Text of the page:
According to a recent WebMD news article, individuals who smoke marijuana regularly may be setting themselves up for gum disease.
“It is well known that frequent tobacco use can increase the risk of periodontal [gum] disease, but it was surprising to see that recreational cannabis [pot] users may also be at risk,” said Jaffer Shariff, a postdoctoral resident in periodontology at Columbia University School of Dental Medicine. He is also the lead author on a study recently published in the Journal of Periodontology supporting this claim.
Shariff’s team analyzed data collected from approximately 2,000 Americans, of which 27% reported the use of cannabis (marijuana, hashish or hash oil) one or more times for at least 12 months. The researchers found that frequent recreational cannabis users were more likely to have signs of moderate to severe gum disease than non-smoking counterparts.
“The recent spate of new recreational and medical marijuana laws could spell the beginning of a growing oral public health problem,” Shariff stated in a university news release. “Even controlling for other factors linked to gum disease, such as cigarette smoking, frequent recreational cannabis smokers are twice as likely as non-freqent users to have signs of periodontal disease.”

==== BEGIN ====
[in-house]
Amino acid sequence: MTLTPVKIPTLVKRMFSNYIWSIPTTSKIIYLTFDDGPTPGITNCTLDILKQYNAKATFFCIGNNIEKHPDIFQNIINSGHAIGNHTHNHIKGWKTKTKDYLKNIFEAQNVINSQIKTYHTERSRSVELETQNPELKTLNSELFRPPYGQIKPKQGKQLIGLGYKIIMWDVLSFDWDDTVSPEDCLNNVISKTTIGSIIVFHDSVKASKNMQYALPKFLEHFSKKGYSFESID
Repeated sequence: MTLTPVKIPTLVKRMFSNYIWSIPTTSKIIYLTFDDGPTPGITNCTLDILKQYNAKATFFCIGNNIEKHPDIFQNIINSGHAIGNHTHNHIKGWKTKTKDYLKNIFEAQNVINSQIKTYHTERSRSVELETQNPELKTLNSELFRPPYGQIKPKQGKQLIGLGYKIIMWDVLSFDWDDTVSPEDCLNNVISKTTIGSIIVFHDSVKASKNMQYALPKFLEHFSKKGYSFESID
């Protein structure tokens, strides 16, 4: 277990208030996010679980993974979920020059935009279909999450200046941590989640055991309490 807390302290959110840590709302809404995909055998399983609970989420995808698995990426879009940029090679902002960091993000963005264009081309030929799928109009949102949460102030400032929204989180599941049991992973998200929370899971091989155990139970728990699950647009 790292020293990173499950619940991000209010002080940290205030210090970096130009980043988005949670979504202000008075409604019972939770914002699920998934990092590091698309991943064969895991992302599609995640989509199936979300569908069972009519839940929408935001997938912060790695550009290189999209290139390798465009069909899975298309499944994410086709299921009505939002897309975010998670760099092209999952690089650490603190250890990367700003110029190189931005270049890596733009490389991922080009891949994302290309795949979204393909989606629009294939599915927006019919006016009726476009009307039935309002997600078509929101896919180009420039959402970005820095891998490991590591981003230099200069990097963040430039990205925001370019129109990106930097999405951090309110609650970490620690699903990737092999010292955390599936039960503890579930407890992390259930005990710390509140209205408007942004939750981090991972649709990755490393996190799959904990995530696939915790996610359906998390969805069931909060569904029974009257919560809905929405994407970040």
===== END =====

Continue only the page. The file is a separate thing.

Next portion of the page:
It is important to note that the association found in the study doesn’t prove a cause-and-effect relationship, but it does mean that dentists should be talking to their patients about their pot smoking habits.
“At a time when the legalization of recreational and medical marijuana is increasing its use in the United States, users should be made aware of the impact that any form of cannabis can have on the health of their gums,” said Terrence Griffin, president of the American Academy of Periodontology.
Written by MarkPaulsort
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